January in Costa Rica
After a long five months of anticipation and dealing with New Jersey weather, our return to Costa Rica proved to be a much welcome experience. It was considerably more hectic this time around—we had a week to catch up with our mentors, present our work, and do all the maintenance of the seismic stations—yet it was incredibly fun and rewarding. It felt like we never really left.
We were treated with a small welcome back gift, a trip to Manuel Antonio, on our first day back. Here, we got to finally visit the national park, swim in one of the most beautiful beaches any of us have ever visited, and even see some monkeys before we had to head to San Jose and give our presentations.
Monday was presentation time. We spent the morning scrambling to get in some last minute rehearsals of our talks, and headed over to the School of Geology to meet with our mentors for the first time in five months and actually present our talks. As anxious as we were to present, we definitely ended our presentations with a sense of accomplishment. While I had heard of everyone's projects and what they were doing, it was incredibly informative to see them framed in formal, lengthy presentations that explained the technical aspects, importance, and current stages of each project. I certainly learned what to improve upon for the next time I have to present my work, and I feel considerably more confident going forward. After the presentations, we all got to catch up with the mentors and discuss our progress and future goals for our projects.
While the most stressful part was out of the way, we had yet to determine how we would tackle the maintenance of the seismic stations. In the five months we were gone, RSN had installed 3 more of our sensors, but there was still one more to install. We decided that Jesus and I would handle the Pacific side with Jean Paul, a technician at RSN, and that Jon and Param would handle the Caribbean side with Dr. Levin, Gato, and Dr. Lucke.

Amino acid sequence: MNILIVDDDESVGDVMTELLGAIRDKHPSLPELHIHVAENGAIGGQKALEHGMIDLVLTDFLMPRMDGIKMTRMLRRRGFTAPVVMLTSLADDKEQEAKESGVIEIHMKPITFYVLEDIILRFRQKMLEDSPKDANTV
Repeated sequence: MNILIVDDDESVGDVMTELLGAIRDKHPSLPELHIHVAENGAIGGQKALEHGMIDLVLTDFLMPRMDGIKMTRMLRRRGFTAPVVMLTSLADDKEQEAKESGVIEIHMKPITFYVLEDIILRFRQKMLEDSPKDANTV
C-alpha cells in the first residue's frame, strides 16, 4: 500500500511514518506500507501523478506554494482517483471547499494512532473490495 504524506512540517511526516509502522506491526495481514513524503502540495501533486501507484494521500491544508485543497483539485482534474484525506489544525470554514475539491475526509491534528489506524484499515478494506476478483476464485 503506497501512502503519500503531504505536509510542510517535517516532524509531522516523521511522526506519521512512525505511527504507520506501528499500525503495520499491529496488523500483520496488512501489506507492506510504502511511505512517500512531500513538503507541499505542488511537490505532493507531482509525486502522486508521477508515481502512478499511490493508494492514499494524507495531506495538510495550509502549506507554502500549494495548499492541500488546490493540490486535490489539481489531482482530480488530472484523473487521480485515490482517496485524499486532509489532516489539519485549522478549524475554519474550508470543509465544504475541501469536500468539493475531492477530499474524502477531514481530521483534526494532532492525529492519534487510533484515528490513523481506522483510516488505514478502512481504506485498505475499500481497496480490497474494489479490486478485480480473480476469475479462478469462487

Early Tuesday morning, Jesus and I headed out with Jean Paul to our first site, Fila Mora, which had been installed by RSN after we left Costa Rica last August. The next day, we headed to Las Alturas (the second site we installed the day before we left during our last visit). Since we only have access to the Las Alturas station in certain time increments of the day, the three of us went on a short hike around the Las Cruces Research Station, a tropical preserve an hour away from Las Alturas. This was also the day I managed to get a mild sunburn on my right arm from sticking it out the car window for some of the drive. The last day, we visited San Jeronimo, the first station we installed as a group, and Jean Paul configured the station so that it would transmit its data live to RSN. Fieldwork has always been a memorable part of these trips, and I'm incredibly grateful for the experience we had. Although in our case, seismological fieldwork entailed anywhere from 6-8 hours of driving a day to do about 20-45 minutes of work, we always found the experience enjoyable. Installing and maintaining the stations is definitely something I will miss, as it has gotten quite routine over time (and we're all now experts at using military connectors), but I will miss the long scenic drives and all of the small detours/experiences we had along the way. At this point, Jesus and I have been down the Pacific side often enough that we feel very familiar with it.
Upon returning from fieldwork, we had one last day in San Jose to tie up any loose ends and deal with the remains of the seismic equipment. We said our goodbyes to the university, our mentors, and Gran Casa (our home away from home), and headed back to Uvita for one last group beach trip.
It's hard to believe that this is the last time the six of us will be in Costa Rica together, but I am immensely grateful for the experience. The experience I have gained, knowledge I have learned, places that I've seen, people that I've met, and friendships that I've made through this program have influenced my life greatly for the better in the last year, and I look forward to seeing how this program will shape up for the next two cohorts.
Until next time.